The inevitable public outcry followed the revelation that President Nikos Christodoulides, apart from his salary, was being paid a monthly state pension of €1300. It was ethically unacceptable and provocative that he was drawing a state pension from the age of 45 on top of a hefty state salary, first as foreign minister and now as president, at a time of a soaring cost of living when tens of thousands of people could not make ends meet, his critics said.

They had a point, but Christodoulides was legally entitled to draw a pension once he resigned as a public servant. There is provision in the Pensions Law of 1997 which states that when a public employee retires “for reasons of public interest, to take state office, incompatible with the position he/she holds” they are eligible to a retirement bonus and pension. That there is such a provision in the law is scandalous, but it is a reflection of the way the state pension system is designed exclusively for the benefit of public employees and politicians.

By what reasoning is a public employee paid a pension as soon as he leaves the public service to become a minister? In what other sector would someone who voluntarily quits his job for another postion be entitled to collect a pension, 10 or 20 years before reaching the legal retirement age? This is just another outrageous privilege granted to the Republic’s labour aristocracy. Interestingly, none of the politicians that criticised the president said anything bad about the scandalous provision in the pensions law – they are also beneficiaries of preferential treatment – restricting their attacks on Christodoulides’ refusal to waive his right to the pension.

Responding to the public outcry, however, the House finance committee said it would discuss the issue of multiple pensions as well as the pensionable age of ministers and deputies which for some peculiar reason is 60, five years lower than for the rest of the population. The committee would also try to regulate, it was said, the issue of public sector retirees who are appointed to state positions and collect a salary as well as their pension. On this issue there has been a bill, tabled by Averof Neophytou, gathering dust at the committee since 2016. Attempts to end the multiple pensions by law were rejected by the supreme court, which ruled that pensions had ownership status that could not be alienated.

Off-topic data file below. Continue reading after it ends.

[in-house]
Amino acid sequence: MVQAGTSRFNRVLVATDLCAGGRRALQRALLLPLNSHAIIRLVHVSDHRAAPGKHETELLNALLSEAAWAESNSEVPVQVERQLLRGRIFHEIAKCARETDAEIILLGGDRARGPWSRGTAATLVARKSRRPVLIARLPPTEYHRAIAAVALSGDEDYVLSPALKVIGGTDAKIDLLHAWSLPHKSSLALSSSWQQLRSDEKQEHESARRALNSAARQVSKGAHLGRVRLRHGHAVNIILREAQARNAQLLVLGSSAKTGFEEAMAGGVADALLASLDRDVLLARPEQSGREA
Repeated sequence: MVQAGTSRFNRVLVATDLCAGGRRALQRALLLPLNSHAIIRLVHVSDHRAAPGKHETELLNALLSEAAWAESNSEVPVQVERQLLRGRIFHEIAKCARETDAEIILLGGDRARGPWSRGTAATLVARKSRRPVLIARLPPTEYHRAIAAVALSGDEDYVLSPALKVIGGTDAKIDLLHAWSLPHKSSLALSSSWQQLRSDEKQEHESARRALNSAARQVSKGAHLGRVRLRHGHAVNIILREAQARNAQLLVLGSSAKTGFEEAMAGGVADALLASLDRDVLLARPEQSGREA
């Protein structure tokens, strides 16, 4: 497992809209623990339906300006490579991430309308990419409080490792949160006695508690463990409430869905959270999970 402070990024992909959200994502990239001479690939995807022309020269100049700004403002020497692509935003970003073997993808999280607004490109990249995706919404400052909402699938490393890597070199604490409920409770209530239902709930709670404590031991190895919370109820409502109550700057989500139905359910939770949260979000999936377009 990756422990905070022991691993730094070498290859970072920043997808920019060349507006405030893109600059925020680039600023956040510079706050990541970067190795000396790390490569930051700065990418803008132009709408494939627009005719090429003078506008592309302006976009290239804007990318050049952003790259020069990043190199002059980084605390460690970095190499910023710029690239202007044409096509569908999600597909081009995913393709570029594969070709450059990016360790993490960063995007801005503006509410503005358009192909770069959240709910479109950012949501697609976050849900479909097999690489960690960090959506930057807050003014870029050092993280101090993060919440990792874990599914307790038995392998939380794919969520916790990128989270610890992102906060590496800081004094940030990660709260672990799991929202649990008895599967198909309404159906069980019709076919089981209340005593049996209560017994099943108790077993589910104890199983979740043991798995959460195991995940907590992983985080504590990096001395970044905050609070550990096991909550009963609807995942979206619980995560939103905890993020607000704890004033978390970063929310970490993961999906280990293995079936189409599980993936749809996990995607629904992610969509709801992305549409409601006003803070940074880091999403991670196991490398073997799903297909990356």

Government spokesman Constantinos Letymbiotis on Friday repeated the president’s and government’s commitment to helping the legislature make the necessary changes so that the pension issue as well as that of multiple pensions was settled, in a way that does not violate the constitution. He was purposely vague, illustrating that the government does not want to take the lead on such a matter and would leave it to the political parties, which will most probably forget about it once the public fuss dies down to protect the interests of deputies.

The parties could set a good example by putting an end to this preferential treatment extended to deputies and ministers, who are entitled to collect their state pension at the age of 60 when the rest of the population has to wait until 65. This is a blatant case of legalised inequality, voted by deputies for their personal benefit. Add to this the fact that they collect pensions and retirement bonuses, to which they have not contributed and are much higher than their respective years of service would justify. But our deputies have always put their personal interests above everything.

Deputies and officials, like the civil servants, have plundered the social insurance fund for decades. Public employees hired before 2012 are guaranteed huge pensions despite contributing nothing from their wages towards them. Those hired after 2012 are contributing towards their pension every month, but the non-contributing public employees will be collecting big fat pensions for many years to come. These people who number in the tens of thousands, put the social insurance fund under much greater strain than four dozen people on multiple pensions, but no government would dare rationalise these pensions which are morally, politically and legally unacceptable.

Next year, contributions to the social insurance fund are set to increase to ensure its viability. Why has no thought been given to reducing the pensions of public employees, who have contributed nothing towards them, by 10 or 15 per cent to ensure the fund’s viability? Even after such a cut was imposed, they would still be the country’s highest-paid pensioners and an element of economic rationality and justice would be introduced. A country with a rising life expectancy and a falling birth-rate cannot survive by paying pensioners, who contribute nothing to wealth-creation, a monthly income that is three times the average wage of people involved in productive work. At some point, in the not-too-distant future, this system will become unsustainable.

The overall rationalisation of the pension system is what the House finance committee should be discussing when it meets, and it should be demanding action from the government on the payment distortions that threaten the whole system, because it is these that will put people’s state pensions at risk.